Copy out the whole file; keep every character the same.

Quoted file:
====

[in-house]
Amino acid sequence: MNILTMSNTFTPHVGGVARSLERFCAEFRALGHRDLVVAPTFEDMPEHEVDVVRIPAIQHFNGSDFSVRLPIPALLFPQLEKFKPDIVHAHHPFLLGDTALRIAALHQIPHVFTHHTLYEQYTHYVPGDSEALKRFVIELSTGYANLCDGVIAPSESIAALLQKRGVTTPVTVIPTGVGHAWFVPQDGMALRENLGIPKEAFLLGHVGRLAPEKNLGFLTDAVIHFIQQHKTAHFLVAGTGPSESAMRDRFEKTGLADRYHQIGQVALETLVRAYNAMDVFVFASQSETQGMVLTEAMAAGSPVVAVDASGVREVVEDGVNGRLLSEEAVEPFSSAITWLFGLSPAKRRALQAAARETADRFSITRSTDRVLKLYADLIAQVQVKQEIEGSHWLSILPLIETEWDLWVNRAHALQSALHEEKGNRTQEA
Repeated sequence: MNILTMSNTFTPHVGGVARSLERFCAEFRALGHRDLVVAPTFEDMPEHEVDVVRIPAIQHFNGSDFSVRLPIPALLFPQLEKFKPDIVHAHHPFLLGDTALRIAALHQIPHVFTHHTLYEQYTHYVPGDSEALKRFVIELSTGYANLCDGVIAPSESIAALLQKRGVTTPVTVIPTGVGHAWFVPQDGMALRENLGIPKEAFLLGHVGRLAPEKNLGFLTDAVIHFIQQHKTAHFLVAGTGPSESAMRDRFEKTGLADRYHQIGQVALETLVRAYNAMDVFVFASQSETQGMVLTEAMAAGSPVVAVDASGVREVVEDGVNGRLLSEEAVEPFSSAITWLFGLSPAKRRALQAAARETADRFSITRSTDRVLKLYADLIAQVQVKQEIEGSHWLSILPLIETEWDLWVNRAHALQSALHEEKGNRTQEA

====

[in-house]
Amino acid sequence: MNILTMSNTFTPHVGGVARSLERFCAEFRALGHRDLVVAPTFEDMPEHEVDVVRIPAIQHFNGSDFSVRLPIPALLFPQLEKFKPDIVHAHHPFLLGDTALRIAALHQIPHVFTHHTLYEQYTHYVPGDSEALKRFVIELSTGYANLCDGVIAPSESIAALLQKRGVTTPVTVIPTGVGHAWFVPQDGMALRENLGIPKEAFLLGHVGRLAPEKNLGFLTDAVIHFIQQHKTAHFLVAGTGPSESAMRDRFEKTGLADRYHQIGQVALETLVRAYNAMDVFVFASQSETQGMVLTEAMAAGSPVVAVDASGVREVVEDGVNGRLLSEEAVEPFSSAITWLFGLSPAKRRALQAAARETADRFSITRSTDRVLKLYADLIAQVQVKQEIEGSHWLSILPLIETEWDLWVNRAHALQSALHEEKGNRTQEA
Repeated sequence: MNILTMSNTFTPHVGGVARSLERFCAEFRALGHRDLVVAPTFEDMPEHEVDVVRIPAIQHFNGSDFSVRLPIPALLFPQLEKFKPDIVHAHHPFLLGDTALRIAALHQIPHVFTHHTLYEQYTHYVPGDSEALKRFVIELSTGYANLCDGVIAPSESIAALLQKRGVTTPVTVIPTGVGHAWFVPQDGMALRENLGIPKEAFLLGHVGRLAPEKNLGFLTDAVIHFIQQHKTAHFLVAGTGPSESAMRDRFEKTGLADRYHQIGQVALETLVRAYNAMDVFVFASQSETQGMVLTEAMAAGSPVVAVDASGVREVVEDGVNGRLLSEEAVEPFSSAITWLFGLSPAKRRALQAAARETADRFSITRSTDRVLKLYADLIAQVQVKQEIEGSHWLSILPLIETEWDLWVNRAHALQSALHEEKGNRTQEA